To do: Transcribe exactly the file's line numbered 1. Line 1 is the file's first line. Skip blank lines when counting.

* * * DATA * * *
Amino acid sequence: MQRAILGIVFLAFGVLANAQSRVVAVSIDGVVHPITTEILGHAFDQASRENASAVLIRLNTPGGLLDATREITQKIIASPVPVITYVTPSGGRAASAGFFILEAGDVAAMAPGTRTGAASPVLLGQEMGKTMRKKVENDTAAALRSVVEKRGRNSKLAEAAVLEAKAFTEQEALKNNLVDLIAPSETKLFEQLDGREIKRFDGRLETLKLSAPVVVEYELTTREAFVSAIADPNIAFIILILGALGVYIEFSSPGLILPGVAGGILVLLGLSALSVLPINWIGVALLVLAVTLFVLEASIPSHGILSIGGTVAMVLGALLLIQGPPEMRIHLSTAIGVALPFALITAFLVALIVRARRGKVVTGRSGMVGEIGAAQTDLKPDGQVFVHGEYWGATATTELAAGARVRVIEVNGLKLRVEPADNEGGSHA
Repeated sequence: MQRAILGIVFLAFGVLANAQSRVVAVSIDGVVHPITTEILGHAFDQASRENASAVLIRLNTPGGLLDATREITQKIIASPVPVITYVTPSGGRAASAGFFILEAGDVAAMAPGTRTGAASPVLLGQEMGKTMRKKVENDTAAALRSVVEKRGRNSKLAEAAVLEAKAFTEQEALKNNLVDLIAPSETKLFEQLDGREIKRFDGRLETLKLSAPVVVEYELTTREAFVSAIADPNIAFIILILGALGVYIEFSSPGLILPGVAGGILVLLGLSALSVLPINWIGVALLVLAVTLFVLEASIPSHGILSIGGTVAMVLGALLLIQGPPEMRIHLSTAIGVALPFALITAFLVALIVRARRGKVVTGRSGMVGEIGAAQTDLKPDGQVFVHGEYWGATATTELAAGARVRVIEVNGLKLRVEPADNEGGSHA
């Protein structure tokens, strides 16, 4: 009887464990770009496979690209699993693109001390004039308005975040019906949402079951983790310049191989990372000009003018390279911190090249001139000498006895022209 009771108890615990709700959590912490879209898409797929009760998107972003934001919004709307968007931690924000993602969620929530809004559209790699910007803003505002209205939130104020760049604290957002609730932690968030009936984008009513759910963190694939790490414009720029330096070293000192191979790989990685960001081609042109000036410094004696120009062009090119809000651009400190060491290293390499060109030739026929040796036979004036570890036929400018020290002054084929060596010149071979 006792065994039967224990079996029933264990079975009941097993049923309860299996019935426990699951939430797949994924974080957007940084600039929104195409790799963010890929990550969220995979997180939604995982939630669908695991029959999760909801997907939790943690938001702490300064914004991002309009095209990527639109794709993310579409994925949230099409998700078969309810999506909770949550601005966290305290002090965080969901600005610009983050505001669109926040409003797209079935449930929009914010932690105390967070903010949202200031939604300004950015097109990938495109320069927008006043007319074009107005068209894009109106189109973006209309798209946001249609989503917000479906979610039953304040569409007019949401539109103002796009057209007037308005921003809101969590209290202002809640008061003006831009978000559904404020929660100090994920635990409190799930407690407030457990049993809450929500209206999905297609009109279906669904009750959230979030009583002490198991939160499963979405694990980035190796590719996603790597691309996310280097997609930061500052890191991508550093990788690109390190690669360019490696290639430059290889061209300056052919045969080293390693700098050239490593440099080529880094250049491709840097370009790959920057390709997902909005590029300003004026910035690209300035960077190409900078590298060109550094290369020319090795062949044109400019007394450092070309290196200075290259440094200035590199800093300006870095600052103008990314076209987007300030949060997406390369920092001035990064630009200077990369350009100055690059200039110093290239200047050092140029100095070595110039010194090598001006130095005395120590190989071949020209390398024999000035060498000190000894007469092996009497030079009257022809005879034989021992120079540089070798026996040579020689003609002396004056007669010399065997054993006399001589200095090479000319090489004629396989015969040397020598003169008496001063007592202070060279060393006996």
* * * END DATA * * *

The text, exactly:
Amino acid sequence: MQRAILGIVFLAFGVLANAQSRVVAVSIDGVVHPITTEILGHAFDQASRENASAVLIRLNTPGGLLDATREITQKIIASPVPVITYVTPSGGRAASAGFFILEAGDVAAMAPGTRTGAASPVLLGQEMGKTMRKKVENDTAAALRSVVEKRGRNSKLAEAAVLEAKAFTEQEALKNNLVDLIAPSETKLFEQLDGREIKRFDGRLETLKLSAPVVVEYELTTREAFVSAIADPNIAFIILILGALGVYIEFSSPGLILPGVAGGILVLLGLSALSVLPINWIGVALLVLAVTLFVLEASIPSHGILSIGGTVAMVLGALLLIQGPPEMRIHLSTAIGVALPFALITAFLVALIVRARRGKVVTGRSGMVGEIGAAQTDLKPDGQVFVHGEYWGATATTELAAGARVRVIEVNGLKLRVEPADNEGGSHA